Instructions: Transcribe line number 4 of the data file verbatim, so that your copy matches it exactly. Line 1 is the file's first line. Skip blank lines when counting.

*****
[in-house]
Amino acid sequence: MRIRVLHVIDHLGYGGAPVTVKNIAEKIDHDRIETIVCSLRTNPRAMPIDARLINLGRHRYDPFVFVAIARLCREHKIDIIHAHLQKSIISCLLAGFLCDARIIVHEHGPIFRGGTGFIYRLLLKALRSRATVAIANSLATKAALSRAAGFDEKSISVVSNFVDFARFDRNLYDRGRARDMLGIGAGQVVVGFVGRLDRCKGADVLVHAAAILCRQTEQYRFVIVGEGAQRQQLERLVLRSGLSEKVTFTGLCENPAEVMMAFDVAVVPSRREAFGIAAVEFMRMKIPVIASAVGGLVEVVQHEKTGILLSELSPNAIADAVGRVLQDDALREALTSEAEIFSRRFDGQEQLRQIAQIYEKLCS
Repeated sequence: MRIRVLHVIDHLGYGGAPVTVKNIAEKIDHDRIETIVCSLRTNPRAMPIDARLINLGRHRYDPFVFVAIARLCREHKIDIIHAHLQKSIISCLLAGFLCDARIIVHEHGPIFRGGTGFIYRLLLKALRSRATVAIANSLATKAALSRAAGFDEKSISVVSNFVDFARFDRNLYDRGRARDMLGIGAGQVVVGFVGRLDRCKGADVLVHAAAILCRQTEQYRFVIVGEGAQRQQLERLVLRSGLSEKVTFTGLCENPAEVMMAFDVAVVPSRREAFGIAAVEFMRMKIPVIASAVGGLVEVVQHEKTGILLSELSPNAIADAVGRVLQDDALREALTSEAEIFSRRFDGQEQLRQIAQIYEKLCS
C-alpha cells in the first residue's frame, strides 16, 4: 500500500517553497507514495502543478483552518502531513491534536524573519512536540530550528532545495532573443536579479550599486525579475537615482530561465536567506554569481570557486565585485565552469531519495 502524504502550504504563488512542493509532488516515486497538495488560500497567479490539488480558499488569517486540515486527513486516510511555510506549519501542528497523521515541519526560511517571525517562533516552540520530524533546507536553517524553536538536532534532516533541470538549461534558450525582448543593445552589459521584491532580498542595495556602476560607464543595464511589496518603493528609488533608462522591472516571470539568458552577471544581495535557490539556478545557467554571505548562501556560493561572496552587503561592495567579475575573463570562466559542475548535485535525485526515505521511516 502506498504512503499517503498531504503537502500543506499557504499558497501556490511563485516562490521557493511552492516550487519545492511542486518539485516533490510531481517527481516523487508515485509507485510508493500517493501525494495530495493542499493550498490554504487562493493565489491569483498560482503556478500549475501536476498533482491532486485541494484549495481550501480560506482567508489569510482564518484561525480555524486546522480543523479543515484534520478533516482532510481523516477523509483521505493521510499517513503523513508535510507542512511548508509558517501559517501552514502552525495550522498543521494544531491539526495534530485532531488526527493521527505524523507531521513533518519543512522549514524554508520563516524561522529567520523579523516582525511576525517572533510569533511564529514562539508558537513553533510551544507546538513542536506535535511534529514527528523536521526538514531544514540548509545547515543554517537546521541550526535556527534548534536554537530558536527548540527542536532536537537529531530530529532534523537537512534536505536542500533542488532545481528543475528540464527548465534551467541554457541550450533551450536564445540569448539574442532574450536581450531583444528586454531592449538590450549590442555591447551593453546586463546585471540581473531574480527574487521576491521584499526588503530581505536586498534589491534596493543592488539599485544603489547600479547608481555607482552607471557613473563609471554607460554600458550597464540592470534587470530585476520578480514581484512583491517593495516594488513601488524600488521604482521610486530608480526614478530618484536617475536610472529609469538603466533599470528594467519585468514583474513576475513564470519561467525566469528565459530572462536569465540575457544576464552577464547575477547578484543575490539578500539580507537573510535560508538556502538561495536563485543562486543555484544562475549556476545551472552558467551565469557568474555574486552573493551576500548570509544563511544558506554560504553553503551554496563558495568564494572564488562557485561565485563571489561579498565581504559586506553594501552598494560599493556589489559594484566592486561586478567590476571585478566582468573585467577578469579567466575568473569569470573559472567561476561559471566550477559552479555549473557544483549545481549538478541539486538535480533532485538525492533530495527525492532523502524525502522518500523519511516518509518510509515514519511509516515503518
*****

C-alpha cells in the first residue's frame, strides 16, 4: 500500500517553497507514495502543478483552518502531513491534536524573519512536540530550528532545495532573443536579479550599486525579475537615482530561465536567506554569481570557486565585485565552469531519495 502524504502550504504563488512542493509532488516515486497538495488560500497567479490539488480558499488569517486540515486527513486516510511555510506549519501542528497523521515541519526560511517571525517562533516552540520530524533546507536553517524553536538536532534532516533541470538549461534558450525582448543593445552589459521584491532580498542595495556602476560607464543595464511589496518603493528609488533608462522591472516571470539568458552577471544581495535557490539556478545557467554571505548562501556560493561572496552587503561592495567579475575573463570562466559542475548535485535525485526515505521511516 502506498504512503499517503498531504503537502500543506499557504499558497501556490511563485516562490521557493511552492516550487519545492511542486518539485516533490510531481517527481516523487508515485509507485510508493500517493501525494495530495493542499493550498490554504487562493493565489491569483498560482503556478500549475501536476498533482491532486485541494484549495481550501480560506482567508489569510482564518484561525480555524486546522480543523479543515484534520478533516482532510481523516477523509483521505493521510499517513503523513508535510507542512511548508509558517501559517501552514502552525495550522498543521494544531491539526495534530485532531488526527493521527505524523507531521513533518519543512522549514524554508520563516524561522529567520523579523516582525511576525517572533510569533511564529514562539508558537513553533510551544507546538513542536506535535511534529514527528523536521526538514531544514540548509545547515543554517537546521541550526535556527534548534536554537530558536527548540527542536532536537537529531530530529532534523537537512534536505536542500533542488532545481528543475528540464527548465534551467541554457541550450533551450536564445540569448539574442532574450536581450531583444528586454531592449538590450549590442555591447551593453546586463546585471540581473531574480527574487521576491521584499526588503530581505536586498534589491534596493543592488539599485544603489547600479547608481555607482552607471557613473563609471554607460554600458550597464540592470534587470530585476520578480514581484512583491517593495516594488513601488524600488521604482521610486530608480526614478530618484536617475536610472529609469538603466533599470528594467519585468514583474513576475513564470519561467525566469528565459530572462536569465540575457544576464552577464547575477547578484543575490539578500539580507537573510535560508538556502538561495536563485543562486543555484544562475549556476545551472552558467551565469557568474555574486552573493551576500548570509544563511544558506554560504553553503551554496563558495568564494572564488562557485561565485563571489561579498565581504559586506553594501552598494560599493556589489559594484566592486561586478567590476571585478566582468573585467577578469579567466575568473569569470573559472567561476561559471566550477559552479555549473557544483549545481549538478541539486538535480533532485538525492533530495527525492532523502524525502522518500523519511516518509518510509515514519511509516515503518